Chapter 2, Part 1. My Fault (Matt)

Chapter 2, part 1 of my untitled short term project. This is rough draft. I don’t know where it’s going, but I thought I would share. Needless to say, this is all copyrighted, all rights reserved.

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494062_18372216It’s almost two in the afternoon and I’m late when my phone rings. I’ve spent the day driving from place to place, buying supplies for my classroom for the year. Dry-erase markers, paper, crayons, construction paper, glue—the staples of elementary education. Every year the school provides less materials and I buy more. But I’m used to making do with even less, so it’s fine. At least the supplies are tax-deductible.

I fumble with my right hand to pick up the phone. It’s Tyler Norris, a fellow elementary school teacher. There are few men teaching in the lower level grades, so the two of us form a sort of fraternity, even though we’re nothing alike. Tyler is … exuberant. He’s outgoing, muscular, a guy’s guy. He’s an assistant coach for the high school football team and drinks beer like a fish. I’m pretty sure he was the guy chugging Jägermeister from the bottle in college while his frat buddies shouted, “Chug! Chug! Chug!”

He’s also my best friend, as unlikely as that sounds.

“Hey,” I respond, holding the phone to my ear. No fancy Bluetooth or electronics for me. I’ve got a twelve-year-old Toyota and a not-so-smart flip-phone, and the eight-year-old Mac I bought my freshman year at Boston University still works just fine. I love technology, but I love being out of debt more. I’m trying to pay off my student loans before I turn sixty.

“Yo, Matty, what up? Where are ya?”

“I’m on my way, I got held up in traffic in Hadley. It’s chaos from the students coming back at UMASS.”

“Right, right. They’re ready to start without you.”

I mutter a curse to myself.  “I’m ten minutes away. Stall them, please.”   As I say the words, I pull out into the traffic circle and my vision suddenly goes black as the front end of my Toyota is crushed by a minivan. The concussion is unexpected—I don’t even know where the van came from. But I quickly see that steam is pouring out of the front of my car, and Tyler is shouting in my phone “Matty? Matty? You okay?”

I groan. Then I say, “Tyler, I just got into an accident. Tell them I can’t make it today.”

“You all right? Oh, man—”

“I’m fine,” I say. I don’t know if I am or not, but I need to get him off the phone.  I flip it shut and gingerly reach for the door handle.  It opens fine, and I quickly see that while the front of my car is completely crumpled in, the minivan doesn’t appear to have sustained a crash.  Sitting behind the wheel is a young mother with bleach blonde hair and wide blue eyes.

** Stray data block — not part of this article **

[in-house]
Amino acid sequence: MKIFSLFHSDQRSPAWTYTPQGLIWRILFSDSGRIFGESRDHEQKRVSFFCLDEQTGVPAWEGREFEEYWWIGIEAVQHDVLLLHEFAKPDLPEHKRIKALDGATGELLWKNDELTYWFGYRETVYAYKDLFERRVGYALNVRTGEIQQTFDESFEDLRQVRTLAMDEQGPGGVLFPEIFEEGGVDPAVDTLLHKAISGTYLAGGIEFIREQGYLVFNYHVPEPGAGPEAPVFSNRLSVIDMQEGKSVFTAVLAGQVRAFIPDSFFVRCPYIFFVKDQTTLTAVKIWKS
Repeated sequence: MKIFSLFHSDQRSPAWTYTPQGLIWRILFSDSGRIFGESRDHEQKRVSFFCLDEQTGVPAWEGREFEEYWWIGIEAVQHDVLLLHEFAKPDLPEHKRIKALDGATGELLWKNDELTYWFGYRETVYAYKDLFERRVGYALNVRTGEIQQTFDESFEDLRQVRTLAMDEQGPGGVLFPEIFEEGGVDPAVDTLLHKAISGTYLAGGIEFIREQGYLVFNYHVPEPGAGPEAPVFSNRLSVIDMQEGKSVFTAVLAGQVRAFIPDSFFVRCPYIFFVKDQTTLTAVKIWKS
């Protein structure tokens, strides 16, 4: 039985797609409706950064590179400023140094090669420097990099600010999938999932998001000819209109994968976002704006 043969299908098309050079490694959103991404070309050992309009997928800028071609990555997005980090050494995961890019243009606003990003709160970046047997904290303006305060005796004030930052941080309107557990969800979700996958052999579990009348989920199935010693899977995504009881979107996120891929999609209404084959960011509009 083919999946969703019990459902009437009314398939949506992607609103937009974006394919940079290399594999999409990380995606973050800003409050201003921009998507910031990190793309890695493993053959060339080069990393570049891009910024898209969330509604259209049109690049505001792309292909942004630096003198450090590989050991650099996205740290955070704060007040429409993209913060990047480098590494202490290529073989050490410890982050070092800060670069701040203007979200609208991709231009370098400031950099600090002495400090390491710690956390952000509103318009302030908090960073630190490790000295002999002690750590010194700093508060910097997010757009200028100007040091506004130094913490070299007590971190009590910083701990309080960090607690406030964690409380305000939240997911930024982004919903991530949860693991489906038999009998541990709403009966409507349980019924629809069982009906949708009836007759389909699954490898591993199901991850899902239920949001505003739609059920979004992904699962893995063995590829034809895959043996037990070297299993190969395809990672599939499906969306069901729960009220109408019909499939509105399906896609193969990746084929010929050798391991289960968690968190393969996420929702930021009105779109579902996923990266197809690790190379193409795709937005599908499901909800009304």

She opens the door and slips out of her seat. She’s wearing a UMASS t-shirt, and as I stand up next to my car, I mentally revised her age downward. She’s not a mother, she’s a college kid, probably driving her mother’s van. I don’t know if her almost white hair is bleached or naturally blonde, but it’s cut in an attractive reverse bob. Her t-shirt is a little too tight.

“Are you all right, sir?”

“Yeah, I’m fine, are you?”  I look down at the steaming front end of my car. The white cloud isn’t encouraging.

“Looks like you ruptured the radiator. You really shouldn’t talk on the phone while driving.”

“Pot, meet kettle. You hit me, kid.”

“First, I’m not a kid. And second, I had the right of way. I hit you because you wandered out into the rotary without looking.”

Just what I need. A twenty-year-old college sophomore patronizing me about my driving. “For your information, I’ve never had an accident in my life. How fast were you going? There’s no way I pulled out too quickly for you to stop.”

She shakes her head, an amused look on her face. An amused look.  “We’ll let the police do their report. You got insurance information?”

I shake my head in disbelief. “Yeah, yeah, let me get my insurance card. Unbelievable.” I lean into the car to open the glove box. Traffic is moving again, inching around our cars. Her van is partially blocking the traffic circle. I hear sirens in the distance. Amherst Police, probably. Christ. This is going to end up costing me if the ticket gets blamed on me. Meanwhile, some overprivileged college kid walks away from the accident with no repercussions at all.

I retrieve my insurance card and stand back up. “Here. And you’ve got yours?”  I dig out my driver’s license and hand both to her.

She hands me back an expired drivers license. Not recently expired either, but expired a long time ago. The vertical license, indicating she’s under 21, expired last year.

Last. Year.

I write down the insurance information and her drivers license information. The address is in South Hadley, right around the corner from the school. That gives me pause, but only for a moment. The insurance card is, of course, in her parent’s name

“Out for a spin in your mom’s van, huh? With an invalid license? That’s really grown up, about what I’d expect from a college kid.” I was working myself up into a near rage.

She looks at me with a vicious expression and says, “You are an asshole.”

“Well, that’s really mature,” I mutter. I’m frustrated and stressed. The meeting with the school board is happening right now and I’m supposed to be representing the union. And I can’t if I’m here dealing with some twenty-year-old who was probably texting and didn’t see me as I entered the traffic circle.